Practical Steps for Becoming a More Data-Driven Agency

For agencies charged with delivering public services, their pursuit to do so in a thoughtful and data-driven manner is paramount.

Admittedly, this approach starts with a decision to make data and business intelligence a strategic priority. “This isn’t about doing technology for technology’s sake but rather focusing on outcomes and impact”, said Chris Atkins, Vice President for Digital Government Transformation at SAP Public Sector. SAP has long been a leader in supporting public sector organizations to become intelligent agencies through data and technology. To provide clarity around what customers need, SAP brought Atkins on board to leverage his background as the former Director of the Indiana Office of Management and Budget.

“The challenges for agencies fall into two broad categories: one is the business side of the agency and the other is its IT operations,” Atkins explained. On one hand, agencies are challenged with serving a customer base that has grown accustomed to seamless digital experiences through online platforms. The public expects the same experiences from their government.

Sadly, these expectations are at odds with the siloed nature in which government is structured. It also includes the back-end systems agencies use to serve the public, many of which were not initially designed to integrate with other systems. For example, the government systems and interfaces a citizen might use to file paperwork or make payments are not usually the same systems and interfaces they use to dispute any issues with those payments or documents.

“This creates frustration, and a lack of quality services can erode the public’s trust in government,” Atkins said.

With this in mind, Atkins shared practical steps agencies can take to achieve data-driven outcomes and work collaboratively with stakeholders to tackle pressing issues.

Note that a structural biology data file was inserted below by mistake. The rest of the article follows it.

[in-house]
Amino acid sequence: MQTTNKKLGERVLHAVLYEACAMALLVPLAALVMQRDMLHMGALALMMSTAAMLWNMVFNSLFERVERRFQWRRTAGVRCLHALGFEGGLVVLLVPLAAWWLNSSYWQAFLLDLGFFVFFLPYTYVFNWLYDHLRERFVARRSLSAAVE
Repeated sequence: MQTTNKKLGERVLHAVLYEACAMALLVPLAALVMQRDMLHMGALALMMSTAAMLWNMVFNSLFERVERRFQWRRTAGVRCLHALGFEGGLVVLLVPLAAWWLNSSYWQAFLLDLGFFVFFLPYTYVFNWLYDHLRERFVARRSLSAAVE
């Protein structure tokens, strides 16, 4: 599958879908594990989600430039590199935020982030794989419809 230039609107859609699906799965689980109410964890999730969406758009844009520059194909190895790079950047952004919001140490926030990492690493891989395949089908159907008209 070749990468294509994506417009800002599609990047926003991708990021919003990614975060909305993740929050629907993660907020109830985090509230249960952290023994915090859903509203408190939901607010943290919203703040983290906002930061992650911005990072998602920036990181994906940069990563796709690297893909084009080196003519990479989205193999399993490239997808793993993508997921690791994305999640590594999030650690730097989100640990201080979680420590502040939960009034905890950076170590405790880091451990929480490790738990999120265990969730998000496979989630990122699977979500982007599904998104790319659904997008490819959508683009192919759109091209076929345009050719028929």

First, identify a compelling project that has broad support and could benefit from business intelligence tools and data. Start with an outcome that your agency leaders and staff can rally around, such as reducing traffic congestion or addressing the opioid epidemic.

“You have to find a way to bring the business side and the IT side of the house together,” Atkins said.

He cautioned against using data and technology for technology’s sake — rather than as strategies to accomplish a goal. For example, using the SAP® HANA platform together with SAP Predictive Analytics® software, state and local agencies have taken a more insightful and innovative approach to chronic issues, including decreasing infant mortality in the state of Indiana and reducing recidivism in Arkansas.

Although SAP works closely with agencies to provide software for core processes, such as finance and procurement, the company is delivering on the government’s need to add intelligence to those core operations and integrate that knowledge across the enterprise. The ultimate goal? Use technology and data to tackle the government’s most pressing challenges.

On this data-driven journey, Atkins advised that agencies openly share their results, rather than revealing an initiative but concealing progress. “Don’t get everyone excited and then wait a year to show results,” he said. “Showing quick wins will generate goodwill and executive support.”

Takeaway: Becoming a data-driven agency isn’t about using technology for technology’s sake, but rather about using intelligent tools and data to better serve the public.

This article is an excerpt from GovLoop’s recent guide, “The Top Government Innovations of 2019.” Download the full guide here.

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